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Why does Heck Tate insist that Bob Ewell's death was self-inflicted? Chapter 30

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supaspy14 | Student, Grade 9 | eNotes Newbie

Posted March 29, 2010 at 8:29 AM via web

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Why does Heck Tate insist that Bob Ewell's death was self-inflicted?

Chapter 30

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pohnpei397 | College Teacher | (Level 3) Distinguished Educator

Posted March 29, 2010 at 8:36 AM (Answer #1)

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I believe that Heck Tate does this because he does not think that it would be right to expose Boo Radley to a trial.  He thinks that it would be like shooting a mockingbird.

I also think that Heck Tate sort of thinks that Bob Ewell had it coming.  He feels that Ewell caused Tom Robinson's death and he is probably pretty unhappy about Ewell attacking Scout and Jem.

So between those two things, Tate feels that there is more justice in calling it an accident than in going after Boo Radley.

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mkcapen1 | Middle School Teacher | (Level 3) Valedictorian

Posted March 29, 2010 at 9:10 AM (Answer #2)

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In the book To Kill a Mockingbird Heck Tate has to be insistent because Atticus believes that his son, Jem had killed Bob Ewell.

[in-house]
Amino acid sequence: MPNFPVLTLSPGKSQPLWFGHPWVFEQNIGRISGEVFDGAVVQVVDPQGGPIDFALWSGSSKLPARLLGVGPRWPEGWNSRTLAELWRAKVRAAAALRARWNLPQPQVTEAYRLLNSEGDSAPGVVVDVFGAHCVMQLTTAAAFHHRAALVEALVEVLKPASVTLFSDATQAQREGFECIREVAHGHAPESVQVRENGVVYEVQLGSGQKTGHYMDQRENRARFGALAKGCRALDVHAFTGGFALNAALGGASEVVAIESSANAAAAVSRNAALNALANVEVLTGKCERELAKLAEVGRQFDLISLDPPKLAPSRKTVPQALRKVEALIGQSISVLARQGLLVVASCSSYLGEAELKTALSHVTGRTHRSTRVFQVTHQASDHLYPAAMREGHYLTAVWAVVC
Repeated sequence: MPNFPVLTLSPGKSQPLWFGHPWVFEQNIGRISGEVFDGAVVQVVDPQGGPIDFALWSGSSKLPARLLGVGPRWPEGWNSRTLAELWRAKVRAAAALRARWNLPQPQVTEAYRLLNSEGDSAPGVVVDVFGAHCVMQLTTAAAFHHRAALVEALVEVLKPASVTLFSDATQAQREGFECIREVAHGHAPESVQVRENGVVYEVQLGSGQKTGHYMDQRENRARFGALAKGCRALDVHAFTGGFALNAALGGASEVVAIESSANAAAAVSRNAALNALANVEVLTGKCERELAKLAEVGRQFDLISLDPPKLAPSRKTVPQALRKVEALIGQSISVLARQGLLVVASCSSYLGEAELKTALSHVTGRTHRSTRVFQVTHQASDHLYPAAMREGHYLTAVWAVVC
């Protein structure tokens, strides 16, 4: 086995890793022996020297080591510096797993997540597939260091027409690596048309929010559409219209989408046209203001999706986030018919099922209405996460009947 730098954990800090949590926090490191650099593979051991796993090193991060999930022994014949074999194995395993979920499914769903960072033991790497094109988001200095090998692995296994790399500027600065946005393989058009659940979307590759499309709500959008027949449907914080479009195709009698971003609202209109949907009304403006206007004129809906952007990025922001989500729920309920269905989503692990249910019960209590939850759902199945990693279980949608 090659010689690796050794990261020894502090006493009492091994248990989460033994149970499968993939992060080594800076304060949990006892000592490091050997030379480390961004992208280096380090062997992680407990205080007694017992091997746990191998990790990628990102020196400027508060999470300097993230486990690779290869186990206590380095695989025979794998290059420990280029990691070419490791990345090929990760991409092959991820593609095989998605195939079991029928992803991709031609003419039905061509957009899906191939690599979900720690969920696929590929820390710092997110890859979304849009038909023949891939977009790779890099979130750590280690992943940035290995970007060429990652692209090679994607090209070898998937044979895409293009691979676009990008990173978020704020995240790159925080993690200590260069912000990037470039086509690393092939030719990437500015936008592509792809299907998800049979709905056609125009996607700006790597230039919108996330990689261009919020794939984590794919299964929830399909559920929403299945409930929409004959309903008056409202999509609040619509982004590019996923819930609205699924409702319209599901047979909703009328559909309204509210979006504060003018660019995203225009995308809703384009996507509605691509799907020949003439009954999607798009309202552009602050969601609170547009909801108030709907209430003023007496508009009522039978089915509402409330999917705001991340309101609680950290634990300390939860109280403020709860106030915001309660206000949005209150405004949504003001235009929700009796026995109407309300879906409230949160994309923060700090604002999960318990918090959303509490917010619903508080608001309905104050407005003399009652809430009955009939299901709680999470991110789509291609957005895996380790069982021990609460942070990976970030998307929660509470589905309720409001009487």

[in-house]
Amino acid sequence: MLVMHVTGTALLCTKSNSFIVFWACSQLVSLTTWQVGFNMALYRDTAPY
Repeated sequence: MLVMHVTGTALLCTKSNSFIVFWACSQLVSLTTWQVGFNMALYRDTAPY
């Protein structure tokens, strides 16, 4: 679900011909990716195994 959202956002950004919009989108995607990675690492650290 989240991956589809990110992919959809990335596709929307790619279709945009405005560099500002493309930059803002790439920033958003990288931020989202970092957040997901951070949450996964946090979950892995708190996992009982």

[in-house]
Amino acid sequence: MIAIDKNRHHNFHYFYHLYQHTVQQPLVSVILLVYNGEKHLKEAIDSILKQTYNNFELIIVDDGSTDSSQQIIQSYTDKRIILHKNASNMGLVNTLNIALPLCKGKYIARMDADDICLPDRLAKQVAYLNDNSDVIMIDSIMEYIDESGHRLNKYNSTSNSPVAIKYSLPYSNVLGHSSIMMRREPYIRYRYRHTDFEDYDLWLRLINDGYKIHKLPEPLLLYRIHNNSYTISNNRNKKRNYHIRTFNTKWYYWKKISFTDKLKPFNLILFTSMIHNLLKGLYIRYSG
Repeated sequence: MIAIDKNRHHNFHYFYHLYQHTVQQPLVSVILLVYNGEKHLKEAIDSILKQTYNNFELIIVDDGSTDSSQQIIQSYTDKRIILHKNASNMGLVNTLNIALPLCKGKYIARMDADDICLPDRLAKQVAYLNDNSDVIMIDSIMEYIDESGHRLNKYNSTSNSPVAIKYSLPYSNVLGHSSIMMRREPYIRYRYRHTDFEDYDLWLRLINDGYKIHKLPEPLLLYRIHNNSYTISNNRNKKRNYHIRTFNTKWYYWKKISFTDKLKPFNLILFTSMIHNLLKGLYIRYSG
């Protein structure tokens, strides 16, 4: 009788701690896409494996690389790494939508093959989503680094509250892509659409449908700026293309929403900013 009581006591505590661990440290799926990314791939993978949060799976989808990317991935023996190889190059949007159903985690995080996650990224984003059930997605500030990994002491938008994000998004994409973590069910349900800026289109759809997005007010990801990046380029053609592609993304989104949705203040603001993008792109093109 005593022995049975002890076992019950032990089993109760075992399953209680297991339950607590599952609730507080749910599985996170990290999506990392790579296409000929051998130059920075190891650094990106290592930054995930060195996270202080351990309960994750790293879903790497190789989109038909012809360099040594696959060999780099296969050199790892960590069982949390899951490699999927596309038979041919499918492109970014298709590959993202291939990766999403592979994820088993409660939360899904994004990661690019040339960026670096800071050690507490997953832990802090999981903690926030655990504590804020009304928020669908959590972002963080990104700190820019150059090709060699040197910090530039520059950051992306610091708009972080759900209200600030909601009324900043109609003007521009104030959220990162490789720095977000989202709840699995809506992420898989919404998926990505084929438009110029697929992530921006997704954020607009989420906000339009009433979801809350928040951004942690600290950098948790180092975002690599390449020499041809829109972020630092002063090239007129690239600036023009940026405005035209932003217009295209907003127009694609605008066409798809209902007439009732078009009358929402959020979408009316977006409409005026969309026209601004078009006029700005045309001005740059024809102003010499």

Atticus finds that he can not live with himself or his son if he says one thing and does another so he states he wants his son to stand trial if he had killed Bob.  He is really fixated on the fact that his son had killed him.

Heck Tate knows that Boo had stabbed Bob, but to get Atticus to let go of the notion of Jem killing Bob he has to be adamant with Atticus.  In addition, he is aware that if Boo goes to trial he will not get a fair trial because people will not be any different towards Boo than they were towards Tom and another innocent man will be harmed.

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missy575 | High School Teacher | (Level 1) Educator Emeritus

Posted March 29, 2010 at 9:14 AM (Answer #3)

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Heck Tate's first and foremost duty was to protect Boo Radley. But because Atticus seemed convinced from the outset that his own son committed great crime and was ready to see him fairly tried. I think a secondary reason for Heck to present this argument was to protect Jem. Obviously Jem was a victim, but knowing Ewell was dead, Atticus jumps to conclusions about how it was done. I think Atticus comes to believe that there was a struggle that resulted in Jem's injury, but that Jem was the victor who actually took the life of Ewell. Tate, knowing better than to incriminate himself or Boo tried to keep quiet and not discuss much with the ever-moral and just attorney Atticus. Atticus would have acted on the evidence trying to do the morally right. Tate has to leave him with the "let the dead bury the dead this time Mr. Finch."

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